“Life is lived forwards but understood backwards,” wrote the philosopher Kierkegaard. This collection of a life-time’s work of the Indian economist Deena Khatkhate can be understood as an act of rebellion against much of his intellectual inheritance: socialism and central planning, Keynesian macroeconomics, and an adversarial view of North-South relationships. Instead, these essays put forward a spirited (but not uncritical) defense of capitalism and markets, espouse a macroeconomics as much Friedmanite as Keynesian, and urge a constructive approach to relationships between developing and advanced nations.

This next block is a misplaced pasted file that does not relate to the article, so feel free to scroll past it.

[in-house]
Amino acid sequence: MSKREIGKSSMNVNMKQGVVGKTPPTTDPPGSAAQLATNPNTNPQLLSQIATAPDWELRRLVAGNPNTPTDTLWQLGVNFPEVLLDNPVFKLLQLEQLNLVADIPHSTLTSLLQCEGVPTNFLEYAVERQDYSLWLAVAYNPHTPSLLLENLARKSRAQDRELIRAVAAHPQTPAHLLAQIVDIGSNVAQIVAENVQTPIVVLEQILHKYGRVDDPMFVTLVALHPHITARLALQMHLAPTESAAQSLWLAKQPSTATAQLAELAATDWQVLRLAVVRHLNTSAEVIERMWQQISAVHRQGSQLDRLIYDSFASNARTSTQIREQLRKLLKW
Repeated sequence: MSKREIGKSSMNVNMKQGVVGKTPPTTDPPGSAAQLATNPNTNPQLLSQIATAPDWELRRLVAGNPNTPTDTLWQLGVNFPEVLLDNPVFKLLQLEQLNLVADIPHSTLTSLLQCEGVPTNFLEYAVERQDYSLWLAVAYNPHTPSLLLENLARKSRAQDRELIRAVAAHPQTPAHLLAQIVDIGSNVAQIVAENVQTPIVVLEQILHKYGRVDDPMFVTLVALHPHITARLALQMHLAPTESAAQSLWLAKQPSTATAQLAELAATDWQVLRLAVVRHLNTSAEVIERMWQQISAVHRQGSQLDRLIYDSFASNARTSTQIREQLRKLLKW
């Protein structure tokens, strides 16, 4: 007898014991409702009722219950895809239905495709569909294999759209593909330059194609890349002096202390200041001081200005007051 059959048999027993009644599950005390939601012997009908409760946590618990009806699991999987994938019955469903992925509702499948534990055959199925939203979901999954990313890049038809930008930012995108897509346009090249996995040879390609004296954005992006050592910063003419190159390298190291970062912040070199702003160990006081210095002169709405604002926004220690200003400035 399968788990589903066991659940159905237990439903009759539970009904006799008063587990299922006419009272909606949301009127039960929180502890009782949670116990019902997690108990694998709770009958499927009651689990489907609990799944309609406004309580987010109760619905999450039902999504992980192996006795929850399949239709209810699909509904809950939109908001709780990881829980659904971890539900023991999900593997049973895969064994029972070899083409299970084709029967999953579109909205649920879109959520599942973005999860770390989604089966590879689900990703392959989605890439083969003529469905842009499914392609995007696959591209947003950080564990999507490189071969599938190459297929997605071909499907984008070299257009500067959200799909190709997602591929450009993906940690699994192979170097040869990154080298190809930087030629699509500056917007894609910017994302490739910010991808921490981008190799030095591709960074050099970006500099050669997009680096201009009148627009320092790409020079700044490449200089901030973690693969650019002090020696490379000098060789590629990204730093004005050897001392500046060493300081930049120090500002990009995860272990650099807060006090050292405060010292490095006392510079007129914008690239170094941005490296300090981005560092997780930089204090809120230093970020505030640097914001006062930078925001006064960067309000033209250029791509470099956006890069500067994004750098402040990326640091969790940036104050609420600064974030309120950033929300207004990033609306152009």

The last of these themes is illustrated in arguably the best article in the collection, which is on the brain drain—the emigration of skilled workers from developing to advanced countries. In this article, published in F&D in 1971, Khatkhate challenged the prevalent view of the brain drain as an evil, a form of aid from the poor to the rich. He showed that because most emigration occurred from developing countries with a clear excess supply of skilled workers, it was actually a social safety valve for the poor countries. And because it encouraged the “cross fertilization of ideas” between skilled workers from the poor nations and the richer nations, the brain drain could be “a desirable investment.”